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I recently bought a townhouse built in 1956 that has mostly 2 prong outlets. I am mostly clueless about electrical stuff. The electrical system was partially updated in 1990 to add GFCI outlets in the kitchen and bathroom, and a circuit breaker box was added.

A few 3 prong outlets have been installed, but no ground wire was connected. I need to add some 3 prong outlets and am wondering about the ground. I'm thinking outlets for the stereo system, TV, etc. need to be grounded. Is that right? What good is adding a 3 prong outlet if it is not grounded other than so that it will accept a 3 prong plug? I think I need to determine if my boxes are grounded, but I don't know how? Then, can I just attach a ground wire from the green screw in the receptacle to a hole in the back of the metal box if they are grounded? What if they are not grounded?

I did a search on this board for this but didn't come up with an answer. If I missed it, feel free to direct me there.

Thanks in advance.

Greg
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As a devout do-it-yourselfer, I say: call an electrician.

Yes, things that have three-prong plugs ins do so because they need a ground wire. Not to mention a surge protector, but that's not the question.

Determine exactly which plugs you want converted. Make sure you know what will be plugged into them (so the electrician will know the load). Then call one.

Oh, and don't plug anything you value into those non-grounded three-prong plugs.

The longest part of the whole thing will be the electrician figuring out where to shove new cable through the wall....we're just gonna use a convenient telephone wire hole for ours. Once that's done, it's a piece of cake.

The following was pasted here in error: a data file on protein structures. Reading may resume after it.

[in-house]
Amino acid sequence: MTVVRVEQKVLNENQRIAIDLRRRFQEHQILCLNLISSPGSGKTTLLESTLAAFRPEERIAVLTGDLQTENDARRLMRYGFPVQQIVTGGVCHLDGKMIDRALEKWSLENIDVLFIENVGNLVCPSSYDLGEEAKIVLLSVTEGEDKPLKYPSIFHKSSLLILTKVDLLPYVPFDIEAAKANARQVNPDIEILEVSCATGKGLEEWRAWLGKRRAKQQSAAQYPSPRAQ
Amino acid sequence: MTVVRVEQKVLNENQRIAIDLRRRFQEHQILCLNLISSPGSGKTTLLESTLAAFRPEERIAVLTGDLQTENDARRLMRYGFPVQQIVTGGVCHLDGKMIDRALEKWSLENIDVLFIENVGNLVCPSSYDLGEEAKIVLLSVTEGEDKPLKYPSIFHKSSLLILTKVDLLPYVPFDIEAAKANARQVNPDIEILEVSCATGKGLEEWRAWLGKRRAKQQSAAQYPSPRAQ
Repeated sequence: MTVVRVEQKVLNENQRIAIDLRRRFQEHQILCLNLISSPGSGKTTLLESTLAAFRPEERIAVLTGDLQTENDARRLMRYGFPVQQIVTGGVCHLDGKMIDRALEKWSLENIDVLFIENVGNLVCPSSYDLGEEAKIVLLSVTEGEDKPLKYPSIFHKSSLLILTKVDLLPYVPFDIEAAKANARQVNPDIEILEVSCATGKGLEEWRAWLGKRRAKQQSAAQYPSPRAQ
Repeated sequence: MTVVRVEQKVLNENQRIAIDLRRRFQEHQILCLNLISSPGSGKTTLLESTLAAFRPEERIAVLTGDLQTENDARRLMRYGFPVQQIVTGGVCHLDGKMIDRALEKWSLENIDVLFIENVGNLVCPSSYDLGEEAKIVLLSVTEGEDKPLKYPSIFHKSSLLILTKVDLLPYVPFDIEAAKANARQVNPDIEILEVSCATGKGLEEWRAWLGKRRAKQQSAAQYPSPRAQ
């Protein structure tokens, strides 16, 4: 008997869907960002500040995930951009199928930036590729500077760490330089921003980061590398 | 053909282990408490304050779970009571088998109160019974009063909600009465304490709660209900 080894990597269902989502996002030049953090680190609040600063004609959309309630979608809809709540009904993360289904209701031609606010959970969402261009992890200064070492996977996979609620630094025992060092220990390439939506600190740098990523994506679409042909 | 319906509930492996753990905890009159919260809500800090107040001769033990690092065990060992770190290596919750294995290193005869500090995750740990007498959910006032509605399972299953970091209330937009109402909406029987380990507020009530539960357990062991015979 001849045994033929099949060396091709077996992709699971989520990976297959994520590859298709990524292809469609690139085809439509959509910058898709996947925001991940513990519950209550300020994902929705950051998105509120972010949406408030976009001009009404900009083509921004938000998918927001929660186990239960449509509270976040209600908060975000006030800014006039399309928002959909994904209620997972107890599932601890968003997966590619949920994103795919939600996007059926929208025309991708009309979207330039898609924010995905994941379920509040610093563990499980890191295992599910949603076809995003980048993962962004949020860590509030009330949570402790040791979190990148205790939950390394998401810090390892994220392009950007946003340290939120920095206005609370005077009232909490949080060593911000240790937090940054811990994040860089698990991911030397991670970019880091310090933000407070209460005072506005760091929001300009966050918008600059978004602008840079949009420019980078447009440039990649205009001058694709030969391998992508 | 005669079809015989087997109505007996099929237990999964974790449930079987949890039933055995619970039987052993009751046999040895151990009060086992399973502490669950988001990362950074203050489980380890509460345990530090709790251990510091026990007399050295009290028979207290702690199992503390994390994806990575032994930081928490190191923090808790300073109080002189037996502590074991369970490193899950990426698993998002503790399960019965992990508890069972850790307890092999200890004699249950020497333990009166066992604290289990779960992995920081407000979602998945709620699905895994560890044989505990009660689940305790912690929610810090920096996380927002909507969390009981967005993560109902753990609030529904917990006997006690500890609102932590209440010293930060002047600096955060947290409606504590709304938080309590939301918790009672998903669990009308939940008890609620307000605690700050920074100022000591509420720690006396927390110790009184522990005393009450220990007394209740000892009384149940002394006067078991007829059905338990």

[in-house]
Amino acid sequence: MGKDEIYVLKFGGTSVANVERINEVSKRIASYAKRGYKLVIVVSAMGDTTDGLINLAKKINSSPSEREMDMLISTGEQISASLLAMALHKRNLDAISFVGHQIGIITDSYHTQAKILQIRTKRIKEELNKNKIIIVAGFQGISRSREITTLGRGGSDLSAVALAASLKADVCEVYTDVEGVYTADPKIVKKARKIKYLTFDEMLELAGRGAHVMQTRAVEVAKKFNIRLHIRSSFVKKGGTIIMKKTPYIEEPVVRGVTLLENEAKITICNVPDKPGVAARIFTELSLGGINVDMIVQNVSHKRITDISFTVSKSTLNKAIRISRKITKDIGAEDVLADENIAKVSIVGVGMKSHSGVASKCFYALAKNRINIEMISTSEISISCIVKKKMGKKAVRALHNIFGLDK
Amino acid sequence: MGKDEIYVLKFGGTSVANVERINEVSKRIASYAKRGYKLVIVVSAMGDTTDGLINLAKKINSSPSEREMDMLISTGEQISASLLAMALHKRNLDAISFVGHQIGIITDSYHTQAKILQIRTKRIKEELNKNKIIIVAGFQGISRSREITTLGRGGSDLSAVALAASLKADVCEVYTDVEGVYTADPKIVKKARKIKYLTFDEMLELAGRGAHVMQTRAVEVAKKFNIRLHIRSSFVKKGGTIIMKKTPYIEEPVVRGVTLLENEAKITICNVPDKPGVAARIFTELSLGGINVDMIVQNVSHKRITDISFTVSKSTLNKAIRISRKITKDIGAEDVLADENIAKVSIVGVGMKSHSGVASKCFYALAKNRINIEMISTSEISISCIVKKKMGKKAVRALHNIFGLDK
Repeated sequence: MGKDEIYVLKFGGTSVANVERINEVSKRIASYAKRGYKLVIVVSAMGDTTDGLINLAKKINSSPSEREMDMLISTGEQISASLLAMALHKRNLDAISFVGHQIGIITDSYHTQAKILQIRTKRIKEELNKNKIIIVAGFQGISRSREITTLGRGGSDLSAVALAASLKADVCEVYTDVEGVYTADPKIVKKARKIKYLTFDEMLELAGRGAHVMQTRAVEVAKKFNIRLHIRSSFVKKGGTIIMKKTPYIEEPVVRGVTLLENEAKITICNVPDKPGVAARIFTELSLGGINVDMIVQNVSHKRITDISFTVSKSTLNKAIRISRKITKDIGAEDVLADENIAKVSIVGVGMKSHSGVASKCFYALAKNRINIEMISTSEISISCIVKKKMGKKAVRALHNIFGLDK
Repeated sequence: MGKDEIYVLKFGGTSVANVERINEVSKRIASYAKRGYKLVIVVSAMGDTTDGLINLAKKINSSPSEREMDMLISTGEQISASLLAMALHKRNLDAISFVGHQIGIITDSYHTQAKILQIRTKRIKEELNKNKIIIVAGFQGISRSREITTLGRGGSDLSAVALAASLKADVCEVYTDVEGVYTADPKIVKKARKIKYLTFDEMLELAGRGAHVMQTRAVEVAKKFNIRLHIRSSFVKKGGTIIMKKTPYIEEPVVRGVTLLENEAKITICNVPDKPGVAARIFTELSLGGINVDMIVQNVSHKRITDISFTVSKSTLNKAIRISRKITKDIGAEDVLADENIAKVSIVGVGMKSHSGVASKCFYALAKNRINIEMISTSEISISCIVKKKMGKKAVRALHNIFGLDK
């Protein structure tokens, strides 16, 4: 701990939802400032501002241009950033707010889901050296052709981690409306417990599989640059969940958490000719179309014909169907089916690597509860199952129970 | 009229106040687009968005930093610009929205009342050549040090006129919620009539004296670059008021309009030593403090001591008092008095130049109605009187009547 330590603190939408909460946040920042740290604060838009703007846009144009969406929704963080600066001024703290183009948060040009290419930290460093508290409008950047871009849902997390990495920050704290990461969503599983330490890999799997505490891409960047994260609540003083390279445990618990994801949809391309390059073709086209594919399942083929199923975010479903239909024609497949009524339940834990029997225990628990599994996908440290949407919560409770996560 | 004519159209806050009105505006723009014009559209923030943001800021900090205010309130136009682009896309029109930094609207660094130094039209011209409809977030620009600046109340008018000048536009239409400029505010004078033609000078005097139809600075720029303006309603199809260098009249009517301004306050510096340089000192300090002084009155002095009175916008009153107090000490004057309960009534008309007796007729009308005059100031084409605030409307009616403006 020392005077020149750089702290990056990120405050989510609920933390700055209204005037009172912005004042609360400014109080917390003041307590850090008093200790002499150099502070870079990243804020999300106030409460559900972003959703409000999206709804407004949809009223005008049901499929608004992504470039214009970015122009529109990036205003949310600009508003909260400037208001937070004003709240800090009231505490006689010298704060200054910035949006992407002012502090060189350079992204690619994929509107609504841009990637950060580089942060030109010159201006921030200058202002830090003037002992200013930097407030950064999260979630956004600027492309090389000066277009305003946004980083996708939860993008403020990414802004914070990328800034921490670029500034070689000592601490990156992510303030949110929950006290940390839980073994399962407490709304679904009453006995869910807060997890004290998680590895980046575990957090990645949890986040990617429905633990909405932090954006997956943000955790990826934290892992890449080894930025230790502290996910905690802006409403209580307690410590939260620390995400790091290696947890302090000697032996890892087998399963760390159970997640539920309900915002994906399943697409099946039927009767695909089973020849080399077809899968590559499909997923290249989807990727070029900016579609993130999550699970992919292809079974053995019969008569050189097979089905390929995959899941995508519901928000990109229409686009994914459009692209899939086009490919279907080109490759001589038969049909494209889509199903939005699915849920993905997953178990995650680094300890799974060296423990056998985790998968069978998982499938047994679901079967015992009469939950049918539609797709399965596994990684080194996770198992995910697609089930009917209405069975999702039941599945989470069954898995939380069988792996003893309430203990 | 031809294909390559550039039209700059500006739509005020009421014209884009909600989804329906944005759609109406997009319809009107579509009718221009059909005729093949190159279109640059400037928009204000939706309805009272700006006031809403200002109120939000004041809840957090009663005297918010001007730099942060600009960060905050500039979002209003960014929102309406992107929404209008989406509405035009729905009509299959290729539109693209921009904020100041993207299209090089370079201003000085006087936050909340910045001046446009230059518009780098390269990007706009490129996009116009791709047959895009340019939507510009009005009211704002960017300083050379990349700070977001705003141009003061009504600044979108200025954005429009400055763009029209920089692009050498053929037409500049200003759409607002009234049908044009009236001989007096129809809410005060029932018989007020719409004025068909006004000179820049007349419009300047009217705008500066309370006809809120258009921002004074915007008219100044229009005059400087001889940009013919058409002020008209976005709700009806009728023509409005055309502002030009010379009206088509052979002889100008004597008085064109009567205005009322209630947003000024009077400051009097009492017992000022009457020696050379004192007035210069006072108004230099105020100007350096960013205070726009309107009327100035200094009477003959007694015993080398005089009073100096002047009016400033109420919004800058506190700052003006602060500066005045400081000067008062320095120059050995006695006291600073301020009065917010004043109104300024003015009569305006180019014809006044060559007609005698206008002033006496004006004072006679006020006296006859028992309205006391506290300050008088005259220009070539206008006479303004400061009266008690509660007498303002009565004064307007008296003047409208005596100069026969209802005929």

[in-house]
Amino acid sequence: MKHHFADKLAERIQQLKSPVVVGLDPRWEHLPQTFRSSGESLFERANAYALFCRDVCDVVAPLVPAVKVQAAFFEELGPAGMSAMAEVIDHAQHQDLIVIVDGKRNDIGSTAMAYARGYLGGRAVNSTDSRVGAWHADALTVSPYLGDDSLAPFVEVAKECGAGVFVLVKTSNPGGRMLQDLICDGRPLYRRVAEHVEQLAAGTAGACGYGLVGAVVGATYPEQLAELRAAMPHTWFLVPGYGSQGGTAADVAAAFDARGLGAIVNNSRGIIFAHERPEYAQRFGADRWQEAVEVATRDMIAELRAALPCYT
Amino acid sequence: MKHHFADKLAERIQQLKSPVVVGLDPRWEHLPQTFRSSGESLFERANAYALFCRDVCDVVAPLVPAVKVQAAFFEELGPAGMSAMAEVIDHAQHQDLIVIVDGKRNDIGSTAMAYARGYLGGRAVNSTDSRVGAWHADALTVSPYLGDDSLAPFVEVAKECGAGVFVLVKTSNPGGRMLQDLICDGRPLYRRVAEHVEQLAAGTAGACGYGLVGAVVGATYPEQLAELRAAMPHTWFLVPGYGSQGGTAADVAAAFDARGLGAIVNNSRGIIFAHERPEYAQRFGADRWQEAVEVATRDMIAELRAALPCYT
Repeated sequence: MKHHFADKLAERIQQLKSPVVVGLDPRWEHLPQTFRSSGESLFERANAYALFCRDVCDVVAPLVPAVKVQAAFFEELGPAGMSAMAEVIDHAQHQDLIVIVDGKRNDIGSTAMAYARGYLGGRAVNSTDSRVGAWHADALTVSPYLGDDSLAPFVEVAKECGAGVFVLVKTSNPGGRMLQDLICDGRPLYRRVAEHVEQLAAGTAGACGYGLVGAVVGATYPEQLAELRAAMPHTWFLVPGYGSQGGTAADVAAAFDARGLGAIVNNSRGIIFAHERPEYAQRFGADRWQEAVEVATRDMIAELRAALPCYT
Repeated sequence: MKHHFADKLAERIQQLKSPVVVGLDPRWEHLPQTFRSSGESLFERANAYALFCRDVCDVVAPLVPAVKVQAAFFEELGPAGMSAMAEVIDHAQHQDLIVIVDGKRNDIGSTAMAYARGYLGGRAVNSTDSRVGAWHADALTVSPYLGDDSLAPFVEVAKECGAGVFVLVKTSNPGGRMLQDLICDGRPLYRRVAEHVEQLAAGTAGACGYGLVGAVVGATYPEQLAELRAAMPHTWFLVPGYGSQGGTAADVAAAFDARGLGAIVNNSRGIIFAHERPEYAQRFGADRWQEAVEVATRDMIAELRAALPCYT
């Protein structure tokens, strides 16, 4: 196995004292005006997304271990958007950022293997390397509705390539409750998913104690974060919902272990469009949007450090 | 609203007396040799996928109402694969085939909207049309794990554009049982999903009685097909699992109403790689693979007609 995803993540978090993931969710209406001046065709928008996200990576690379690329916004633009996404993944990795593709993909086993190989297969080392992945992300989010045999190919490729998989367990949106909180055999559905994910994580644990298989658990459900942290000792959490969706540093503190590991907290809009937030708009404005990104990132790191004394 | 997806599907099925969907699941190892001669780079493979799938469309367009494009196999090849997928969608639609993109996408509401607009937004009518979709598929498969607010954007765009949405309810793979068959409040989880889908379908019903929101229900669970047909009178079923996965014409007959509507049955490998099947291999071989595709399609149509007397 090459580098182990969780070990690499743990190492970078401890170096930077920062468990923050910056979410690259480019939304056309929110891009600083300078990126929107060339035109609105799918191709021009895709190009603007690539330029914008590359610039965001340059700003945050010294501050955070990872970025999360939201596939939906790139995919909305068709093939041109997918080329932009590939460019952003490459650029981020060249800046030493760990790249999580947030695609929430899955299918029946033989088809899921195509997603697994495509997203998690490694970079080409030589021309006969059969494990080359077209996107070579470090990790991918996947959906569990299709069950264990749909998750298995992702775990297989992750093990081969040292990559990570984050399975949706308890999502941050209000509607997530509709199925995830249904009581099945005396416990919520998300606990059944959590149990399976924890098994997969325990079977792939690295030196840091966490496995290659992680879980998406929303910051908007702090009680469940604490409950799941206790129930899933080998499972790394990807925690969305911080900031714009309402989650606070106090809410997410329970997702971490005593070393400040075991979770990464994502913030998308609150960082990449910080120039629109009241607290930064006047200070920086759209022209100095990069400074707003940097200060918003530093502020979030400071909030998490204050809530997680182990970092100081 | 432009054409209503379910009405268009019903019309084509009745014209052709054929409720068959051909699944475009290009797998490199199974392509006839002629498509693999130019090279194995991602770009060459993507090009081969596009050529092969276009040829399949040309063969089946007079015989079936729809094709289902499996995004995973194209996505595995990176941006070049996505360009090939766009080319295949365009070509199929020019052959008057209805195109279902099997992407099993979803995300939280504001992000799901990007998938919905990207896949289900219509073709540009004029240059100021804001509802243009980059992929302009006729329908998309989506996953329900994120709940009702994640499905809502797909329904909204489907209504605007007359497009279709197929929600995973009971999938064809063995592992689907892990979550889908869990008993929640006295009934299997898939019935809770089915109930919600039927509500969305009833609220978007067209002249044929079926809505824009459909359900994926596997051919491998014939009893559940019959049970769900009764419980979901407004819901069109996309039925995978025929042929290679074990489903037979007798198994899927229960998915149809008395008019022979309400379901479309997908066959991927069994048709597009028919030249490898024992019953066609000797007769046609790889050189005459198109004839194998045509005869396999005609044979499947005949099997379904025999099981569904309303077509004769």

impolite
who has Cousin (electrician) coming over tonight to re-wire a plug or three in her new (old) home
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This is a link to a prior thread which may be of some help. I had bookmarked it because I needed to understand a bit better also.

http://boards.fool.com/Message.asp?mid=18132202&sort=whole

Bob
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i would agree that it would be best to call an electrician about this if you aren't positive.

however, we just had an electrician ground one of our 3 prong outlets(after completing an unrelated job) and then he went over the process with us so we are doing the rest ourselves. our apt. was built in the 50's too and the metal boxes are grounded, so we we are just attaching the ground wire to the metal box then to the green ground screw on the 3-prong plug.




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The third wire is an electrical safety ground...see links others have posted that probably explain this.

Just some notes on why you need 2 or 3 prongs.

Electrically or safety-wise the 3rd prong is not needed for things like TVs and stereos, nor are they usually needed for better picture quality or sound quality. On older appliances, for example, the third wire would be connected to the outer case when it was metal. This is so you don't kill yourself if the appliance malfunctions (internal short) and you are grounded, like standing in a puddle of water at the same time. Most appliances, like drills, sanders, kitchen stuff like blenders, etc usually have plastic cases, can't have this kind of problem, by design and only have two prongs. The same goes for most TVs and stereos, but not all.

Almost all PCs have 3 prongs because they have metal cases and metal cases on the internal power supplies. Laptops have only 2 prongs because they have a small (brick-like) transformer in a plastic case and have only DC power into them.

If you have something that comes with a 3-pronged plug you need to ground the third prong to insure safety.

Some cords have only two prongs but one blade is wider. This insures that you plug the hot side (smaller) into the correct side.

Mike
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the metal boxes are grounded, so we we are just attaching the ground wire to the metal box then to the green ground screw on the 3-prong plug

It technically meets code to do it that way, but there can be problems with it. I assume you have BX "armored" cable for your wiring. The cable "armor" often does not carry the ground well, and often results in a high resistance ground. It acts fine until you need it in a safety situation - and then the ground opens up because it can't handle the current.
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